If the tenant does not want to vacate, it must issue proceedings for a new lease before the termination date stipulated in the notice. Failure to do so will result in the tenant losing its protection under the LTA 1954. It is also open to the landlord to issue termination proceedings.
Once a claim is commenced and the defence filed, the parties must file evidence as directed by the Court. The directions will generally include disclosure (the gathering and exchange of evidence on both sides), witness statements and expert evidence (if appropriate). The case will usually be listed for trial once these steps have been completed.
If the proceedings go all the way to trial, the process can take some time (around 9 to 12 months, possibly longer) which the landlord must bear in mind when considering his redevelopment schedule.
Proving the landlord’s intention to redevelop
The first part of the test is whether the landlord has a firm and settled intention. This is a subjective test and the Court will consider the landlord’s state of mind.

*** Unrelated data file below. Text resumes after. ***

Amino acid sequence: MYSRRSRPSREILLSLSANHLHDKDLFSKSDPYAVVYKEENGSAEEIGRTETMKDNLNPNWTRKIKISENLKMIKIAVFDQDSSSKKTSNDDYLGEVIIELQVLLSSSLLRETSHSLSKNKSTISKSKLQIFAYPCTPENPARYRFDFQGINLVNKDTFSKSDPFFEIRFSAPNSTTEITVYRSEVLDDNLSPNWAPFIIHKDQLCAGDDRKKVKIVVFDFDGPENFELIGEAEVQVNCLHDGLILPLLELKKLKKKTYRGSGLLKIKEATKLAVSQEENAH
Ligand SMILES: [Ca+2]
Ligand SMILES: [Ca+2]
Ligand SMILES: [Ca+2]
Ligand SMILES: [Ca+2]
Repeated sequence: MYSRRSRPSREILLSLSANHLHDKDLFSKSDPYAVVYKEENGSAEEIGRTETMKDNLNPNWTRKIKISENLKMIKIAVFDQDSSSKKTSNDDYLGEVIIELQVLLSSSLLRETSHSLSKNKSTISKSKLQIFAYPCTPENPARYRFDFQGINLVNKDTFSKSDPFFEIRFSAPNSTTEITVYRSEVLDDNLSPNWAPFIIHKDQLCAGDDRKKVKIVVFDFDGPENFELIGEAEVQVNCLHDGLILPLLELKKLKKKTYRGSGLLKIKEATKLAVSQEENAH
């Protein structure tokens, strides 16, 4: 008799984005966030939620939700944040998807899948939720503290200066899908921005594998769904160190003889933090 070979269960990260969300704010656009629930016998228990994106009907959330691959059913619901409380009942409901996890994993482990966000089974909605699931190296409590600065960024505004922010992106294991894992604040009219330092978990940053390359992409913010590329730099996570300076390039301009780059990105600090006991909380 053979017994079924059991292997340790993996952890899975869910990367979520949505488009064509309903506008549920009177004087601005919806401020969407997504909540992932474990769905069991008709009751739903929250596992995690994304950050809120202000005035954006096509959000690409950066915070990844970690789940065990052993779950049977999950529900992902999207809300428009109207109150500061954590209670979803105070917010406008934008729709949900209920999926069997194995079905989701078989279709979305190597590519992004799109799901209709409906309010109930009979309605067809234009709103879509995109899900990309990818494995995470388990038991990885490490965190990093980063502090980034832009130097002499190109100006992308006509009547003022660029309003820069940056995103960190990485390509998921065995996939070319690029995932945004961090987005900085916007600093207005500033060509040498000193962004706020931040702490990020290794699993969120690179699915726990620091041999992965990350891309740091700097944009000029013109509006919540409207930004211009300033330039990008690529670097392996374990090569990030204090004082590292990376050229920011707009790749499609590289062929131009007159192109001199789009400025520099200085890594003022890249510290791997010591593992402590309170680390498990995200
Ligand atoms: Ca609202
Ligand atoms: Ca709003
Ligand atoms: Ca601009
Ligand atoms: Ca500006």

The second part of the test is an objective assessment of whether there is a realistic prospect of implementing the intention. So, if there are too many hurdles to overcome before the development can begin, the landlord will not be able to prove it has a reasonable prospect of achieving the intention.
The landlord, therefore, needs to gather evidence in order to prove his intention to redevelop and should work towards getting all the necessary paperwork in place to have the best chance of succeeding. The individual facts of each case will need to be considered but generally, the landlord will need to have the following: planning permission (or at least have taken steps towards obtaining it), plans/drawings for the redevelopment, securing finance to fund it, obtaining Board approval (as appropriate); appointing professional advisors/contractors and ensuring vacant possession of the entire site is achieved or in hand.
The landlord need not have all of this evidence by the time of the trial, for example, he may not have obtained planning permission, but he will need to prove that he has a reasonable prospect of obtaining it within a certain timeframe.